The election of the minority Parti Québécois government last September has many anglophones questioning their future in Quebec, a new poll commissioned by the CBC suggests.

Forty-two per cent of those surveyed in the EKOS research poll said they have considered leaving the province in the wake of the PQ victory.

In particular, the PQ's stance on language restrictions has raised eyebrows in the English-speaking community.

On Sunday, a crowd gathered in front of Premier Pauline Marois' Montreal office to protest Bill 14, which proposes amendments to Quebec's language laws.

Marc Stamos, who participated in the demonstration, grew up in Montreal. After living in Toronto, he moved back home to start a family. Now he's thinking of leaving again.

"We were starting to plant our roots here," he said.

'The environment in Quebec is hostile'—Richard Yufe, CRITIQ

 

 

"For the first time in 17 years, all of a sudden, we're starting to think of leaving again."

Real estate 'surge' in eastern Ontario

Jackie Smith, an Ontario Real Estate Broker, said she has noticed an increase in business since the election.

"We tend to notice a surge when the PQ gets into power," she said.

Smith, works for the Lancaster Royal LePage and sells homes just minutes from the Quebec border.

She estimated her business has gone up by about 25 per cent since the PQ's election.

Many of her clients are English-speaking Quebecers who are wary of the government's language policies. Some of them are also francophone parents who want their children to learn English in school.

'Tired of linguistic roadblocks,' Quebec City resident says

Ginny Roy and her family are pulling up stakes in Quebec City and moving to Toronto this summer, after having agonized over what they should do for the past several years.

Roy moved to Quebec from the United States 15 years ago, settling down in her francophone husband's hometown to raise her daughter, who is now in high school.

She said her daughter is reluctant to leave, but she and her husband have decided it's a question of survival for their family.

"I'm tired of the linguistic roadblocks," Roy told Bernard St-Laurent, host of Quebec's Radio Noon.

Roy said her job history is spotty because her French is not considered good enough by many Quebec City employers.

However, she said it was the difficulty in getting health care in her native language that was the final straw.

Roy has had cancer three times, and she said that last summer one of the specialists who had always been willing to speak to her in English in the past suddenly refused to.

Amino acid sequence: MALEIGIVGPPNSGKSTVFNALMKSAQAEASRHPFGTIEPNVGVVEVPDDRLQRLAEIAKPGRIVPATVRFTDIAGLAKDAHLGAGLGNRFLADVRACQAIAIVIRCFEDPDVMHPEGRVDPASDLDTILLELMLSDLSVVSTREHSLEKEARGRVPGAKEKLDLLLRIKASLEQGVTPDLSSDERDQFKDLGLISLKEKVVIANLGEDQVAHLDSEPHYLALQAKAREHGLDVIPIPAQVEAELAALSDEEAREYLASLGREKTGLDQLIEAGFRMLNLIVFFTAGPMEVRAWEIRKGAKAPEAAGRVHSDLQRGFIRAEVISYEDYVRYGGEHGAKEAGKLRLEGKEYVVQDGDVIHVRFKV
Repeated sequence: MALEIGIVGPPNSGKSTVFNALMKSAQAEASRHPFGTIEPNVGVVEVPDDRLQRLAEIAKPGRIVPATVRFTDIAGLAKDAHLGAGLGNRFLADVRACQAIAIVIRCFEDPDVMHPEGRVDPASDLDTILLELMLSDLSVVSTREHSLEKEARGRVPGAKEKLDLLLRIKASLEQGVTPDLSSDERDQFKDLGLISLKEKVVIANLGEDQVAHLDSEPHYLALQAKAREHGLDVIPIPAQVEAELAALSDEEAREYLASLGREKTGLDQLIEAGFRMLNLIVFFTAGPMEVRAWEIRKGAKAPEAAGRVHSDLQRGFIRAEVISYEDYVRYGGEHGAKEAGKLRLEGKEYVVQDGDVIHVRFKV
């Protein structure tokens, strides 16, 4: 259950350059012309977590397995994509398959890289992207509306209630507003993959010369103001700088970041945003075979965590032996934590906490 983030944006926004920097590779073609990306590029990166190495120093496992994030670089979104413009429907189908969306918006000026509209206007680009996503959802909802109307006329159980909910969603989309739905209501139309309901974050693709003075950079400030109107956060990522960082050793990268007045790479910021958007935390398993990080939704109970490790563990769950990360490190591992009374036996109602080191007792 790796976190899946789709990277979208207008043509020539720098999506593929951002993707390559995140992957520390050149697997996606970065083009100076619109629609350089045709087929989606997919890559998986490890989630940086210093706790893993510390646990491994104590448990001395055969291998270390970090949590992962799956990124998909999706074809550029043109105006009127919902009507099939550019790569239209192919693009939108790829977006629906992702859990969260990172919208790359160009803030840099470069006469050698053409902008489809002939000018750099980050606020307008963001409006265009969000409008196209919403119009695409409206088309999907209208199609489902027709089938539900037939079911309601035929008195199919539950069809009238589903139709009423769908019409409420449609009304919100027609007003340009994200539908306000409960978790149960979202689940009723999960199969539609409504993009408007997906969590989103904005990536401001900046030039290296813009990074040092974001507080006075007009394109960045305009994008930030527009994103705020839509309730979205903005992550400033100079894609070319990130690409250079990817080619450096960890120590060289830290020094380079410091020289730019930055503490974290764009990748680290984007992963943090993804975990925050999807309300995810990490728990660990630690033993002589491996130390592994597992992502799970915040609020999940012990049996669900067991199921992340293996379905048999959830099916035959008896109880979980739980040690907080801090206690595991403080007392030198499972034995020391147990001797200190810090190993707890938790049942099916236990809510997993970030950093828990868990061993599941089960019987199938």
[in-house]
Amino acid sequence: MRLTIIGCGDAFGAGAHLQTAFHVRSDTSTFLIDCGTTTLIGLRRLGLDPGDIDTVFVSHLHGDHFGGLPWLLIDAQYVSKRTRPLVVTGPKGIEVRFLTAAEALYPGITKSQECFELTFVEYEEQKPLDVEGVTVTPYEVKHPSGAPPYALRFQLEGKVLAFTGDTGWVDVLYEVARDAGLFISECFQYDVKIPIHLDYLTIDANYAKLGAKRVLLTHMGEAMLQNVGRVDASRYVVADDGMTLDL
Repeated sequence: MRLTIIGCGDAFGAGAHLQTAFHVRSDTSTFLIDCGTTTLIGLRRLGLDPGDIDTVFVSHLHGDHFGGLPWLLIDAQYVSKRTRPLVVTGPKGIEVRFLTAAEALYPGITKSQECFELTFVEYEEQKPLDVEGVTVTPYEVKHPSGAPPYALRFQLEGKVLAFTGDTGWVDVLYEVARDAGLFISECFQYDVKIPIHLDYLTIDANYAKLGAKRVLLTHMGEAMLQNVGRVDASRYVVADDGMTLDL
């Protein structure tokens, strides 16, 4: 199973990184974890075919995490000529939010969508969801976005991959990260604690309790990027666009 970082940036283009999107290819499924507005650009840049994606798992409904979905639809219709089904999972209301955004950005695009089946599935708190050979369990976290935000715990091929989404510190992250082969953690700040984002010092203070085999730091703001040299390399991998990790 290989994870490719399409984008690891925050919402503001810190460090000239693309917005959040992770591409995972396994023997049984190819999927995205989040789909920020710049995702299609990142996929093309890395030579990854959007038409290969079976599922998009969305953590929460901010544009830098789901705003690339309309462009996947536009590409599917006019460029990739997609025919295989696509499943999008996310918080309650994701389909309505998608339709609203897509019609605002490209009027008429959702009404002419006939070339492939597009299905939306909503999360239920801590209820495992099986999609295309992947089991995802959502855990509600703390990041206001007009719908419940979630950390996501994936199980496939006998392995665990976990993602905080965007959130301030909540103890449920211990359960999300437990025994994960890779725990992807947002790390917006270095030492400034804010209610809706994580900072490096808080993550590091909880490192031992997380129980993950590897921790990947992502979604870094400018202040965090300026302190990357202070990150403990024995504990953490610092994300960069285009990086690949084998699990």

She said this happened shortly after the start of the provincial election campaign.

"It was very telling — her political affilation," Roy said. "I was out the door as fast as she could get me… She looked like she didn't even want me in her office."

'Glass ceiling' for non-francophones, activist says

Richard Yufe is a member of the executive committee of Canadian Rights in Quebec (CRITIQ), a newly formed organization that aims to defend the rights of Quebecers to live in both French and English.

Yufe says there is a glass ceiling in Quebec for those who don't have a French-language background.

"The environment in Quebec is hostile," he said.

"[In] the law firms, the accounting firms, the marketing firms, there's a perceived notion that you can't have too much of an English face," Yufe said. "You have to have a French character and flavour because we're in Quebec."

Yufe said this creates an environment that is particularly difficult for English speakers.

Quebec brain drain

The Quebec Community Groups Network (QCGN), an organization that works to defend the rights of anglophones, said it's not surprised people are crossing the border.

Sylvia Martin-Laforge, director general of the QCGN, said the poll results suggest a significant percentage of the English-speaking population is unhappy about their place in Quebec.

'There's an enormous brain drain'—Sylvia Martin-Laforge, QCGN

"Forty-two per cent is a pretty big number," she said.

 

Martin-Laforge said the PQ's stance on language laws has created concern among anglophones since the election.

Since the PQ's first election win in 1976 and the subsequent 1980 sovereignty referendum, Quebec's English speaking population has declined by thousands of people.

"By their leaving, there is a brain drain, there's an enormous brain drain," Martin-Laforge said.

 In 1971, before the PQ's first election, the anglophone population sat at 788,833. By 2011, the total had dropped to 599,230.

The EKOS poll results are based on a telephone survey conducted between Jan. 15 and Jan. 23 with a random sample of 1,001 anglophone Quebecers.

The margin of error is +/- 3.1 per cent, 19 times out of 20.